2.6 Compare Cisco Wireless Architectures and AP modes

You can think of a wireless access point like a switch in that it allows multiple devices to connect to it and it moves their traffic to the wired network.  When an access point is equipped with both wireless and wired connections, it is considered autonomous.

The autonomous WAP broadcasts one or more SSIDs which are mapped to VLANs.  We call each of these SSIDs a Wireless LAN or WLAN.

What really makes a WAP autonomous is that when two wireless clients are connected to the same access point and attempt to exchange traffic, the access point can directly transfer data between them.  It doesn’t have to route the traffic through a switch (to a switch and back).

Autonomous WAPs become a problem when we have many access points.  Why?

  • We need to configure a management IP address on each access point so that we can log in and configure it remotely.  Failing that, we would need to connect a console cable to each access point and configure it manually, which would be a hassle.
  • That means we need to create a management VLAN that each access point can access.  We should put the management IP on a management VLAN so that unauthorized users cannot access it.
  • Each time a client associates and disassociates (roams), it should be able to keep the same IP address.  That means that if I’m walking around a large building, my wireless devices should remain connected to the Wi-Fi.
  • If we create a new VLAN, we must set it up on every access point and switch.  That requires us to manually reconfigure each WAP.

How do we solve these problems?  In the past, the solution was to purchase a device called a wireless controller.  The wireless controller is part of a set of tools called Cisco Prime Infrastructure and helps us configure and manage WAPs automatically.

We install the controller on our network and configure our Wi-Fi on the controller.  When a WAP connects to the network, it looks for a controller.  The controller configures the WAP automatically from a template.

If we log in to the controller and change the network configuration, the controller automatically changes the configuration on each connected WAP.

Controllers are less popular now – they are being replaces with cloud-based WAPs.  The WAP management is no longer on a physical controller in your network, but in the cloud.  You configure the network through a web-based control panel.  Each time a WAP is connected to the network, it reaches out to a cloud server and downloads its configuration.

The Cisco cloud is called Meraki and it can configure more than just WAPs.  The beauty of Meraki is that it allows us to configure networks across multiple buildings and countries from the same interface.  When you purchase a new WAP, you register its serial number on the Meraki cloud.  You tell the cloud how the WAP fits into your network.  When the WAP connects to the cloud, it knows what configuration to download.  We might also call this zero-touch provisioning.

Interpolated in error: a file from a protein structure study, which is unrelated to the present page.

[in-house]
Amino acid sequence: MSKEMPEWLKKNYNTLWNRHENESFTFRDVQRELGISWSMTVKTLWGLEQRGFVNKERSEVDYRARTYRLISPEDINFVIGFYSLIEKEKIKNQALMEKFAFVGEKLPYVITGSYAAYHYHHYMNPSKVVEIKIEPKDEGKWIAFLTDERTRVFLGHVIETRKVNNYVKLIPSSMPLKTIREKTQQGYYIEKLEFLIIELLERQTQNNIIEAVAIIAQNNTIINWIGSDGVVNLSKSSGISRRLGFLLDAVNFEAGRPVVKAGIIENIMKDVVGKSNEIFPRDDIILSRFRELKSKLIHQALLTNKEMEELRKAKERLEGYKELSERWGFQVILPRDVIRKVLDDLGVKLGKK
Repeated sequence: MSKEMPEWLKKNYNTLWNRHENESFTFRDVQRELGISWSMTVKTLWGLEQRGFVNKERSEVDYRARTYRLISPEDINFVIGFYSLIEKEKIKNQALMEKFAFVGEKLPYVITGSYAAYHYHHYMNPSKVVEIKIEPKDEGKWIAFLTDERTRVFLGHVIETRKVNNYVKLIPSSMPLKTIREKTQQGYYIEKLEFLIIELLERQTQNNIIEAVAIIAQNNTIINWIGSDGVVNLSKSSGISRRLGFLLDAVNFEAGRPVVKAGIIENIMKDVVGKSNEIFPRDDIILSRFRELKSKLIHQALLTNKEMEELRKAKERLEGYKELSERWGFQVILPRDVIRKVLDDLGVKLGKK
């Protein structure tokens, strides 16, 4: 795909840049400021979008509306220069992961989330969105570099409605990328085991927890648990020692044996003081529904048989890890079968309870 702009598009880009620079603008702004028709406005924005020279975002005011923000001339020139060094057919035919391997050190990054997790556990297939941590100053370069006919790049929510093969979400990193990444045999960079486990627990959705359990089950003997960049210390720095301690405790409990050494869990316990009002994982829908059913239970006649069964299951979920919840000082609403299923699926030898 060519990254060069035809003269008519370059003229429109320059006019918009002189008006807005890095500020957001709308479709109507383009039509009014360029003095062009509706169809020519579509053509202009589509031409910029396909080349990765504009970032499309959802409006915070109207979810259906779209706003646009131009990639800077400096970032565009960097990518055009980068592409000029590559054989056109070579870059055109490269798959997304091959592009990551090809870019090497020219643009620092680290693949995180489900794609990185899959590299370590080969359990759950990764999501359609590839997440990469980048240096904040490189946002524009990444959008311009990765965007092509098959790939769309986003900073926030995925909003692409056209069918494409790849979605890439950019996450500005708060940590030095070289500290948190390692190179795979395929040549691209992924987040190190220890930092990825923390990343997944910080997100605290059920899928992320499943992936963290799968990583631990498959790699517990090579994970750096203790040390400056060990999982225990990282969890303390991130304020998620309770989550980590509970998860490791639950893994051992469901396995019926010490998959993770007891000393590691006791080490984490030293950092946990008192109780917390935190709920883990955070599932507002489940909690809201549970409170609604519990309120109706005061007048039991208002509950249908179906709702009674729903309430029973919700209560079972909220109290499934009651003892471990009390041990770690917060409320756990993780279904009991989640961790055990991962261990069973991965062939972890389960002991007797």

Some things that the cloud can do

  • Configure the WAPs without a management VLAN
  • Upgrade the firmware on each WAP
  • Upgrade the configuration on each WAP
  • Change the channel and transmit power that each WAP uses based on the conditions and detected interference
  • Monitor device statistics
  • Monitor and report on rogue devices

The cloud does not see the actual Wi-Fi data.  That passes from the WAP to the physical local network or to the internet as required.  The cloud only provides the management.  User data travelling over the network takes a route called the data plane, while configuration data and statistics take a route called the control plane.

Some of the tasks that the WAP does in real time

  • Transmit and Receive data
  • Manage MAC addresses of connected devices
  • Encrypt and decrypt traffic

Some of the management tasks that the WAP must do

  • Manage the power and channel use
  • Allow devices to roam and associate
  • Authenticate clients
  • Manage Quality of Service
  • Manage security

We can create a WAP that just handles the real time tasks.  This type of WAP is called called the lightweight access point.  The management tasks are then outsourced to a controller known as a Wireless LAN Controller, or WLC.  It is better if these management tasks are handled centrally because they involve more than one access point.  Forcing each WAP to handle these tasks would consume unnecessary resources or be inefficient.

The lightweight WAP (LAP) handles only Layer 1 and Layer 2 functions, while the other functions are handled by the WLC.  Unlike an autonomous WAP, the LAP cannot function on its own.  We call this a split-MAC architecture.

The LAP and WLC communicate through a tunnel.  When I say tunnel, I mean that the LAP and WLC package all their traffic and transport it over the normal network, but they do so in a way that encapsulates all their traffic.  This tunnel can operate over different networks and VLANs.  We could put the controller in a central location and use it to manage LAPs that are in different physical locations.

How does the LAP communicate with the WLC?  It uses the Control and Provisioning of Wireless Access Points protocol, or CAPWAP.  If each LAP and WLC has a valid IP address, and the underlying network is working properly, management data is encapsulated inside an IP packet and then transported.

The CAPWAP creates two tunnels

  • CAPWAP control messages are used to configure the LAP and manage its operation.  The WLC and LAP encrypt the messages so that a rogue WLC cannot change the LAP’s configuration.

    The management traffic is encapsulated, so we don’t need to create a separate management VLAN.